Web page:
So my kids love to make colored Easter eggs. I have photos of my sister and I making eggs, so I am thinking there must be something in children that makes them instinctually want to do this.
Eggs have for eons been a symbol of fertility, rebirth and Spring, and gifting a decorated egg during the Eastertide season is a centuries old tradition. Typically, hens slow down or stop production (such a sterile word for a very UNsterile phenomena) of eggs altogether in the winter, and start laying again right around this time of year, so the association of fertility, rebirth and fecundity makes sense.
While pagans liked eggs for their lusciousness (and likely cheap, delicious nutrition), Christians associate the gift of an Easter egg with the empty tomb of Jesus (maybe more the stone that covered the tomb?). Early orthodox Christians dyed the eggs red, symbolizing the blood of Christ. That’s a bit of a grisly image, I think I’d rather imagine the Easter bunny hopping through the grass or something…..
#2 is constantly reminding folks to “Stay on Topic” so let me get back to eggs.
In truth, my kids like making eggs, but I do not. I find it weird and wasteful.
In the past, we used the color packs and since those are chemically derived, totally artificial and sort of Frankenstienish (in so many ways), I don’t let my kids eat the eggs. My husband flat out refuses to eat them. The fact is that egg shells are extremely permeable, so whatever you dye the eggs with goes into the egg. Also, eggs go bad quickly so its not like you can display them on the table for a week or something. So I just didn’t like the wastefulness that goes into egg decorating.
I found some egg dyes at my local all-natural, super-hip health food store, but they were $11.99 and $13.99, which is just some yuppified marketing craziness right there. So then I thought “lets try some natural ways to dye the eggs”. I Googled all the ways to do that, and found that most of the suggestions and recipes are reiterations of this chart. So I used some of those suggestions and most of them didn’t work at all (spinach is a total dud, don’t waste your time).
So I turned to Martha, who of course has her facts and recipes straight, because she has a legion of assistants to make sure that everything is “a good thing”. My only issue with her method (you can find some of her great ideas, even those with typical dyes, here) is that she recommends boiling the egg in the solution for 1/2 an hour, which is just crazy if you want to eat the egg.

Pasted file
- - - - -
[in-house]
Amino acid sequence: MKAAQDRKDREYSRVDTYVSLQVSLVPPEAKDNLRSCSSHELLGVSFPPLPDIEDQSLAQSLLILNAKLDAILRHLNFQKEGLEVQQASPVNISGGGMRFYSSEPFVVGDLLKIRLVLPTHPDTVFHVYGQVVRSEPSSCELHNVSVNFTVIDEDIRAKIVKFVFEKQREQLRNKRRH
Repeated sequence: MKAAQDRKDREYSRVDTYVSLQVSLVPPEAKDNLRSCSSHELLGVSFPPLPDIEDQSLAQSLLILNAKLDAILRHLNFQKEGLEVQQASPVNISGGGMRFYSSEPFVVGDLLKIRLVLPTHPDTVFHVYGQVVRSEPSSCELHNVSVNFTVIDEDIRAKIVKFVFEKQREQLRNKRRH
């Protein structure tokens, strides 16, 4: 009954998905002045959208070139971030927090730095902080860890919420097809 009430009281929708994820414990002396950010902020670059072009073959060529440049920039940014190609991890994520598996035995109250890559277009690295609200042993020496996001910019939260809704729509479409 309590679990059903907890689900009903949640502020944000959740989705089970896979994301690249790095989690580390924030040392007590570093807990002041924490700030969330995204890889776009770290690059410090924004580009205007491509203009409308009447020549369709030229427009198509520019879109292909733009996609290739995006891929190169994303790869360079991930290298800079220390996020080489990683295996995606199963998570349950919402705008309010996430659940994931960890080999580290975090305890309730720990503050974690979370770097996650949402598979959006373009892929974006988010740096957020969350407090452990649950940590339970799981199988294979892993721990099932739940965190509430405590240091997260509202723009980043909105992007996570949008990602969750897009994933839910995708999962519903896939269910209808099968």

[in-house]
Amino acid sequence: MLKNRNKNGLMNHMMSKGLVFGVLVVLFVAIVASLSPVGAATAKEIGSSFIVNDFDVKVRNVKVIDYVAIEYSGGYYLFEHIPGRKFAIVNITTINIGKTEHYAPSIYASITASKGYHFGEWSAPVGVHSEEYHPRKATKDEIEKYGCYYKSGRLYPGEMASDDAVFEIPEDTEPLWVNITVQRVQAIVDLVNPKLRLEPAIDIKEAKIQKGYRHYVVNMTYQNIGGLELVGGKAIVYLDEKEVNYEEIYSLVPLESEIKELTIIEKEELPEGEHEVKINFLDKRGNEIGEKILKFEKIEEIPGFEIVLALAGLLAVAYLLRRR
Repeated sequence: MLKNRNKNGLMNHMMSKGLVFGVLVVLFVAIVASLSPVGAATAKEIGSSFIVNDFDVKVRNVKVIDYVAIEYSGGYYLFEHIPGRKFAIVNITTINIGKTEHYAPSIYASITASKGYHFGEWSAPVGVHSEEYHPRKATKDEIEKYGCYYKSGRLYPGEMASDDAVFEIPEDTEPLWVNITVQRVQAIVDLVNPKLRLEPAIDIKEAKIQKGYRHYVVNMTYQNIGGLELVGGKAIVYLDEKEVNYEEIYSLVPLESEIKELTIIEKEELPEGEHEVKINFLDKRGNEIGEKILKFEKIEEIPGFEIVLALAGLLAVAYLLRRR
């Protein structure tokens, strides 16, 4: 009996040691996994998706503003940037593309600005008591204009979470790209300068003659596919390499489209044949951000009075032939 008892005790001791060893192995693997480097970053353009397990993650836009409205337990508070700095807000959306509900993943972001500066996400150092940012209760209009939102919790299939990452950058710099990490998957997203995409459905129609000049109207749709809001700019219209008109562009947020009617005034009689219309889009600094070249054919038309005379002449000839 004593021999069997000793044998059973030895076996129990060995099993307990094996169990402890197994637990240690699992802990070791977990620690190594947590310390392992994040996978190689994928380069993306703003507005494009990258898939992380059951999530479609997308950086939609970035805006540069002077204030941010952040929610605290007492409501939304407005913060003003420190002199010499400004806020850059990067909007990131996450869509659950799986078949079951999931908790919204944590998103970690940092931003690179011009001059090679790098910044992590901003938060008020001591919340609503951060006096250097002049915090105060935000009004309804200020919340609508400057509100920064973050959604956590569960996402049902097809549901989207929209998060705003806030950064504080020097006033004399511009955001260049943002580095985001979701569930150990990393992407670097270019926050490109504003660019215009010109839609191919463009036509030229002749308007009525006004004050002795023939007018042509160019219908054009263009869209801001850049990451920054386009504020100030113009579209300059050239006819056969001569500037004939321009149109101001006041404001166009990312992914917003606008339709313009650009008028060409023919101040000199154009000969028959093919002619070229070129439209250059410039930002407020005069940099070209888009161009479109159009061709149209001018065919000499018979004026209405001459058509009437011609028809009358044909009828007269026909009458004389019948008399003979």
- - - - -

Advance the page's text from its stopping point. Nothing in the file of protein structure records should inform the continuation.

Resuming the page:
So I decided to go forth on my own.
SO basically here are 2 methods that work, with varying degrees of success.
#1 the Boil in Advance then Put in the Solution method, which results in a perfectly boiled egg with a light, subtle color (see yellow egg above).
#2 the Boil in the Solution then Let it Sit method, which results in a slightly overcooked egg, but much more saturated color (see darker yellow egg in photo above).
Boil the eggs using the standard technique:
- Set a raw egg in enough water to cover, bring the water to a boil, cover and remove from heat. After 10 minutes, remove to a cold water bath.
- Prepare the color solution (best done day before), transfer to a bowl that will let the egg be totally submersed in the liquid.
- Drop the boiled eggs into the solution, soak overnight. Several recipes said soak for anywhere from a few minutes to a couple hours, but these pale eggs were wrapped in fishnet hose then soaked in raspberry overnight and you can see the color is light.
- Prepare the color solution, allow to cool completely (best done the day before)
- Set the raw egg in the solution, making sure there is enough liquid to cover the egg by about 1 inch.
- Bring to a boil, cover, remove from heat. Let the egg cool in the solution and soak overnight. You can soak for less time, but even after 4 hours the color wasn’t saturated. The photos here were made after dinner and taken out of the solution after school the next day.
Click Here for the Color Solution “formulas”
its fun to make patterns on the eggs, which you can do by:
- soak in one color, then in another (time consuming but cool, see pink and blue egg in photo below)
- wrap a rubber band around the egg, as in the photo above
- set the egg in tights or hose, as in the light pink egg above and the blue egg below
- wrap twine around the egg
- affix a sticker or shape (even natural shapes like twigs or leaves work) on the egg- the area will be white or light after soaking
- affix a stencil to the egg
- use a white crayon or wax to draw designs on the egg. If you use a colored crayon, you will see it and it doesn’t work as well.
- blow the raw egg out and soak the shell, then embellish with glitter, acrylic paints, etc.
- BIG TIP: the eggs look dull with the natural dyes. Rub each with a little oil on a napkin or cloth and they become nice and shiny as in the photos below.
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